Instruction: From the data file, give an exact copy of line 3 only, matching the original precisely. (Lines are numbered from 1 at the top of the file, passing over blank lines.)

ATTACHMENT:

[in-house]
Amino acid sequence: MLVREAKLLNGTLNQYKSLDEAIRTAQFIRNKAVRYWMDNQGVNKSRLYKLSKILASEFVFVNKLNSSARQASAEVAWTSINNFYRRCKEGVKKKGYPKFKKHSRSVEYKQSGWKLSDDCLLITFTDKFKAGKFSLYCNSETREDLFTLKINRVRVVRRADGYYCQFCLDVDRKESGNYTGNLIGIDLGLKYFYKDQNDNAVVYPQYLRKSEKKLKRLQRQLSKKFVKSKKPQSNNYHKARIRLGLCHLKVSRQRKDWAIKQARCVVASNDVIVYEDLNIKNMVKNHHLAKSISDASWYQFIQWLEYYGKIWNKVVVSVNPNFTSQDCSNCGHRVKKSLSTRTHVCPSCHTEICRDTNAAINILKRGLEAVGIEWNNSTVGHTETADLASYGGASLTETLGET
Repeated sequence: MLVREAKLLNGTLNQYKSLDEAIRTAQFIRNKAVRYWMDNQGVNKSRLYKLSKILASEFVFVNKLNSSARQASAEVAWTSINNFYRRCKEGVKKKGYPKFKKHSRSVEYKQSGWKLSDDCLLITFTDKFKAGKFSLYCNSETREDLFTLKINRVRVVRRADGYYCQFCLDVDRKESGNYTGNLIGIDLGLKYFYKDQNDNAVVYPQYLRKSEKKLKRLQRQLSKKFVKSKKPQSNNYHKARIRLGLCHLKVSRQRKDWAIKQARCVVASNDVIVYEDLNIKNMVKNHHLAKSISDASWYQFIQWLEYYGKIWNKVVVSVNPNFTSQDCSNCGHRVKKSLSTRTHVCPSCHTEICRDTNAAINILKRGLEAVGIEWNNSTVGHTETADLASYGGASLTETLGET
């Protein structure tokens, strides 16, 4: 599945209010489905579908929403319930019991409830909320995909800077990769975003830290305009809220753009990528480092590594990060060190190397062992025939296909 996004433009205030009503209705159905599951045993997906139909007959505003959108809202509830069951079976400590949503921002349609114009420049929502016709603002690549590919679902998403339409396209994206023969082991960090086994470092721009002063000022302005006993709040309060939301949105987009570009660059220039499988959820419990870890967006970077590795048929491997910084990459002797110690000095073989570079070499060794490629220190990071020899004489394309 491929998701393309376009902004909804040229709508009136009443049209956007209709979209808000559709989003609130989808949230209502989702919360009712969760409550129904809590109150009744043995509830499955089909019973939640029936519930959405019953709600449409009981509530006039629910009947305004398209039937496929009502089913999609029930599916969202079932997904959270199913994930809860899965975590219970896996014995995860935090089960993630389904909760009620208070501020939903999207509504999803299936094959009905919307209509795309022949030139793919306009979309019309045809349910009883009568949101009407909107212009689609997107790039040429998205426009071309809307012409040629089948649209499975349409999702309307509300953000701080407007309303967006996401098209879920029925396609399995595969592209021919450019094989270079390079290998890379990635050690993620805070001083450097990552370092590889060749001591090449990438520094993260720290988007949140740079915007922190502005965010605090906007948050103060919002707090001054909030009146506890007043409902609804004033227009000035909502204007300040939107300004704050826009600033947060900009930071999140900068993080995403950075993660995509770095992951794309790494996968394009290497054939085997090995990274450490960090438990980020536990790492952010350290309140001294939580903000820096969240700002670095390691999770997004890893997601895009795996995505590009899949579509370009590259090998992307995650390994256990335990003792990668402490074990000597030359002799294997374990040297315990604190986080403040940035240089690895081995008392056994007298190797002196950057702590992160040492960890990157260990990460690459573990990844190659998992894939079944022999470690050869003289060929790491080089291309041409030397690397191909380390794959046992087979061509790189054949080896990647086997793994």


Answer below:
Repeated sequence: MLVREAKLLNGTLNQYKSLDEAIRTAQFIRNKAVRYWMDNQGVNKSRLYKLSKILASEFVFVNKLNSSARQASAEVAWTSINNFYRRCKEGVKKKGYPKFKKHSRSVEYKQSGWKLSDDCLLITFTDKFKAGKFSLYCNSETREDLFTLKINRVRVVRRADGYYCQFCLDVDRKESGNYTGNLIGIDLGLKYFYKDQNDNAVVYPQYLRKSEKKLKRLQRQLSKKFVKSKKPQSNNYHKARIRLGLCHLKVSRQRKDWAIKQARCVVASNDVIVYEDLNIKNMVKNHHLAKSISDASWYQFIQWLEYYGKIWNKVVVSVNPNFTSQDCSNCGHRVKKSLSTRTHVCPSCHTEICRDTNAAINILKRGLEAVGIEWNNSTVGHTETADLASYGGASLTETLGET